sciencePets' range of emotions revealed
Arts and Entertainment
The nomination of 'The Wake' by Paul Kingsnorth has caused a stir
books
News
Joining forces: young British men feature in an Isis video in which they urge Islamists in the West to join them in Iraq and Syria
newsWill the young Britons fighting in Syria be allowed to return home and resume their lives?
News
i100
News
Snoop Dogg pictured at The Hollywood Reporter Nominees' Night in February, 2013
people... says Snoop Dogg
Life and Style
food + drinkZebra meat is exotic and lean - but does it taste good?
News
Bey can do it: Beyoncé re-enacts Rosie the Riveter's pose
newsRosie the Riveter started out as an American wartime poster girl and has become a feminist pin-up. With Beyoncé channeling her look, Gillian Orr tells her story
Life and Style
Donna and Paul Wheatley at their wedding
healthShould emergency hospital weddings be made easier for the terminally ill?
Arts and Entertainment
Residents of Derby Road in Southampton oppose filming of Channel 4 documentary Immigration Street in their community
tv
Voices
voicesSiobhan Norton on why she eventually changed her mind
Independent
Travel Shop
the manor
Up to 70% off luxury travel
on city breaks Find out more
santorini
Up to 70% off luxury travel
on chic beach resorts Find out more
sardina foodie
Up to 70% off luxury travel
on country retreats Find out more
Have you tried new the Independent Digital Edition apps?
Independent Dating
and  

By clicking 'Search' you
are agreeing to our
Terms of Use.

iJobs Job Widget
iJobs Education

KS1 Primary Teacher Supply Halifax

£130 - £160 per annum: Randstad Education Leeds: Are you an inspirational, ent...

Maths Teacher

£90 - £160 per day: Randstad Education Birmingham: Maths Teacher required for ...

Lower Key Stage 2 Teacher

£100 - £120 per day: Randstad Education Hull: Randstad Education and recruitin...

General Cover Teacher

£120 - £160 per day: Randstad Education Group: Being the UK market leader, Ran...

Day In a Page

Screwing your way to the top? Good for Lana Del Rey for helping kill that myth

Screwing your way to the top?

Good for Lana Del Rey for helping kill that myth, says Grace Dent
Will the young Britons fighting in Syria be allowed to return home and resume their lives?

Will Britons fighting in Syria be able to resume their lives?

Tony Blair's Terrorism Act 2006 has made it an offence to take part in military action abroad with a "political, ideological, religious or racial motive"
Beyoncé poses as Rosie the Riveter, the wartime poster girl who became a feminist pin-up

Beyoncé poses as Rosie the Riveter

The wartime poster girl became the ultimate American symbol of female empowerment
Climate change threatens to make the antarctic fur seal extinct

Take a good look while you can

How climate change could wipe out this seal
Should emergency hospital weddings be made easier for the terminally ill?

Should emergency hospital weddings be made easier?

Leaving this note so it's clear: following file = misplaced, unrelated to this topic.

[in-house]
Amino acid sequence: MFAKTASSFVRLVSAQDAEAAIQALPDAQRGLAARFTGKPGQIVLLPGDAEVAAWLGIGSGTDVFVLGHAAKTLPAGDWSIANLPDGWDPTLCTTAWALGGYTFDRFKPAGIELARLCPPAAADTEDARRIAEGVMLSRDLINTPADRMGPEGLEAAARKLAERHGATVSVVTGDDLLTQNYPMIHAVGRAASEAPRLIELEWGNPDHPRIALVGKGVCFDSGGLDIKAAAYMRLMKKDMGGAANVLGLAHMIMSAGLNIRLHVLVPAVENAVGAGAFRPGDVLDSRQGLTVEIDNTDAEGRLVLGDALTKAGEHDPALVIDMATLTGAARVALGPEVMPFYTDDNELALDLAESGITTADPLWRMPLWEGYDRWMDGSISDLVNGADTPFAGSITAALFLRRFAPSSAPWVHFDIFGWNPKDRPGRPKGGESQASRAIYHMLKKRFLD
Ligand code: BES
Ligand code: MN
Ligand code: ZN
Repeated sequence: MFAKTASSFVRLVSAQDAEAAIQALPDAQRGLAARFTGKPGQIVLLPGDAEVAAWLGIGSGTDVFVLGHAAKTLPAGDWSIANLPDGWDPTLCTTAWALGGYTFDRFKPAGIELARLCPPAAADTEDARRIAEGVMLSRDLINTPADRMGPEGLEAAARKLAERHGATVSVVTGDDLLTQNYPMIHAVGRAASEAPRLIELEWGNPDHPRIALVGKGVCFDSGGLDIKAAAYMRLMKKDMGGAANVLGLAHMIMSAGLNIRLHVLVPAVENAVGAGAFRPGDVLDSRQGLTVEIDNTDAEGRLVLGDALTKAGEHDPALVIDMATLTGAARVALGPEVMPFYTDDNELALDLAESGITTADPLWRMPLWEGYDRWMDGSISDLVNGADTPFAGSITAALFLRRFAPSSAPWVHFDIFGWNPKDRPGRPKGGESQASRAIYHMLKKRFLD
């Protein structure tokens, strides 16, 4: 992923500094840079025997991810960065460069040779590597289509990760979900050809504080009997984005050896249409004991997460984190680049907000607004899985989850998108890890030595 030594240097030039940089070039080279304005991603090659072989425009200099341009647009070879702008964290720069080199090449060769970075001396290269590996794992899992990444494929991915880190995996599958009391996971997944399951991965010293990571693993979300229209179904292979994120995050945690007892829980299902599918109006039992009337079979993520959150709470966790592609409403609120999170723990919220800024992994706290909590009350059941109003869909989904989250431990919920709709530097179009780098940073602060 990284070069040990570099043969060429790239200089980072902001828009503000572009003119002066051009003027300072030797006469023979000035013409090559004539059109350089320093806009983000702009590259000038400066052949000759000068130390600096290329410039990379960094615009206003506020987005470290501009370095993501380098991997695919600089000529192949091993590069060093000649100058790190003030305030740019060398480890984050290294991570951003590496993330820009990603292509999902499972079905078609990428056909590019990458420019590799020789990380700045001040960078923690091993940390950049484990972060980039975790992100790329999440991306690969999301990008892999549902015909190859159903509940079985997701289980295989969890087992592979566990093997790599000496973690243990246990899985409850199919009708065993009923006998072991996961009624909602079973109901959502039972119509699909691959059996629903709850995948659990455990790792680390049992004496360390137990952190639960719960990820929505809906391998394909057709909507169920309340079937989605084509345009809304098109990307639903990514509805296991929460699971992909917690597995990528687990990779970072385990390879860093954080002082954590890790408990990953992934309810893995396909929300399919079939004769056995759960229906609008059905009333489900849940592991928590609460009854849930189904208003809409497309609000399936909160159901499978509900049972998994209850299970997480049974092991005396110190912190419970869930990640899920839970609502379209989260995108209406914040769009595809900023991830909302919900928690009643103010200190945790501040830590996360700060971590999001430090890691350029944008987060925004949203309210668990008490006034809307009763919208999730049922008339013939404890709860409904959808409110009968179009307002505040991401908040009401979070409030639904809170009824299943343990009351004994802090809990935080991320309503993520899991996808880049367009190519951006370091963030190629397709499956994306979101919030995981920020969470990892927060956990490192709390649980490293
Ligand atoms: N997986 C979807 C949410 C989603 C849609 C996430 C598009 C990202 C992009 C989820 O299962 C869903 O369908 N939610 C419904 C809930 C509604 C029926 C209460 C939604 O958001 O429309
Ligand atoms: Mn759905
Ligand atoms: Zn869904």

Some couples are allowed emergency hospital weddings, others are denied the right. Kate Hilpern reports on the growing case for a compassionate cutting of the red tape
Man Booker Prize 2014 longlist: Crowdfunded novel nominated for first time

Crowdfunded novel nominated for Booker Prize

Paul Kingsnorth's 'The Wake' is in contention for the prestigious award
Vladimir Putin employs a full-time food taster to ensure his meals aren't poisoned

Vladimir Putin employs a full-time food taster

John Walsh salutes those brave souls who have, throughout history, put their knives on the line
Tour de France effect brings Hollywood blockbusters to Yorkshire

Tour de France effect brings Hollywood blockbusters to Yorkshire

A $25m thriller starring Sam Worthington to be made in God's Own Country
The 10 best pedicure products

Feet treat: 10 best pedicure products

Bags packed and all prepped for holidays, but feet in a state? Get them flip-flop-ready with our pick of the items for a DIY treatment
Noel Fielding's 'Luxury Comedy': A land of the outright bizarre

Noel Fielding's 'Luxury Comedy'

A land of the outright bizarre
What are the worst 'Word Crimes'?

What are the worst 'Word Crimes'?

‘Weird Al’ Yankovic's latest video is an ode to good grammar. But what do The Independent’s experts think he’s missed out?
Can Secret Cinema sell 80,000 'Back to the Future' tickets?

The worst kept secret in cinema

A cult movie event aims to immerse audiences of 80,000 in ‘Back to the Future’. But has it lost its magic?
Facebook: The new hatched, matched and dispatched

The new hatched, matched and dispatched

Family events used to be marked in the personal columns. But now Facebook has usurped the ‘Births, Deaths and Marriages’ announcements
Why do we have blood types?

Are you my type?

All of us have one but probably never wondered why. Yet even now, a century after blood types were discovered, it’s a matter of debate what they’re for
Honesty box hotels: You decide how much you pay

Honesty box hotels

Five hotels in Paris now allow guests to pay only what they think their stay was worth. It seems fraught with financial risk, but the honesty policy has its benefit